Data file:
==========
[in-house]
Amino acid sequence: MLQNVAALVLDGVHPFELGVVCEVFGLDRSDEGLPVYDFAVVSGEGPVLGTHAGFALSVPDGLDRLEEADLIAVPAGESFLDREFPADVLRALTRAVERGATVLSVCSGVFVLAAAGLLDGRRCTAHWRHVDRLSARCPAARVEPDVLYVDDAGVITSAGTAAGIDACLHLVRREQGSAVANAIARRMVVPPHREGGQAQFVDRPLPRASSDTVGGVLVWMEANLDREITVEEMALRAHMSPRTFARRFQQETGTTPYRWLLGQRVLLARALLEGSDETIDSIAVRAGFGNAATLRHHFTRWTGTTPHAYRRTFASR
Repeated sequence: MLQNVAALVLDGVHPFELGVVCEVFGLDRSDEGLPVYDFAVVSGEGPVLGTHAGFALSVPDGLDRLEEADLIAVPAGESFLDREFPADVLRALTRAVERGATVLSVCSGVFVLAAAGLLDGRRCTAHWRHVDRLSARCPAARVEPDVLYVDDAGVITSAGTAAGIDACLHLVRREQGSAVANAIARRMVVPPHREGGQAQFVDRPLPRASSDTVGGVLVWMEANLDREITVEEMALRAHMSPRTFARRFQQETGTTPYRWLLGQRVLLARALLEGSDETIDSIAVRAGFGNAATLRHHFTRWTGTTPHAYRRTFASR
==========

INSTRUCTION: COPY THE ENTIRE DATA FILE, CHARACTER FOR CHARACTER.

[in-house]
Amino acid sequence: MLQNVAALVLDGVHPFELGVVCEVFGLDRSDEGLPVYDFAVVSGEGPVLGTHAGFALSVPDGLDRLEEADLIAVPAGESFLDREFPADVLRALTRAVERGATVLSVCSGVFVLAAAGLLDGRRCTAHWRHVDRLSARCPAARVEPDVLYVDDAGVITSAGTAAGIDACLHLVRREQGSAVANAIARRMVVPPHREGGQAQFVDRPLPRASSDTVGGVLVWMEANLDREITVEEMALRAHMSPRTFARRFQQETGTTPYRWLLGQRVLLARALLEGSDETIDSIAVRAGFGNAATLRHHFTRWTGTTPHAYRRTFASR
Repeated sequence: MLQNVAALVLDGVHPFELGVVCEVFGLDRSDEGLPVYDFAVVSGEGPVLGTHAGFALSVPDGLDRLEEADLIAVPAGESFLDREFPADVLRALTRAVERGATVLSVCSGVFVLAAAGLLDGRRCTAHWRHVDRLSARCPAARVEPDVLYVDDAGVITSAGTAAGIDACLHLVRREQGSAVANAIARRMVVPPHREGGQAQFVDRPLPRASSDTVGGVLVWMEANLDREITVEEMALRAHMSPRTFARRFQQETGTTPYRWLLGQRVLLARALLEGSDETIDSIAVRAGFGNAATLRHHFTRWTGTTPHAYRRTFASR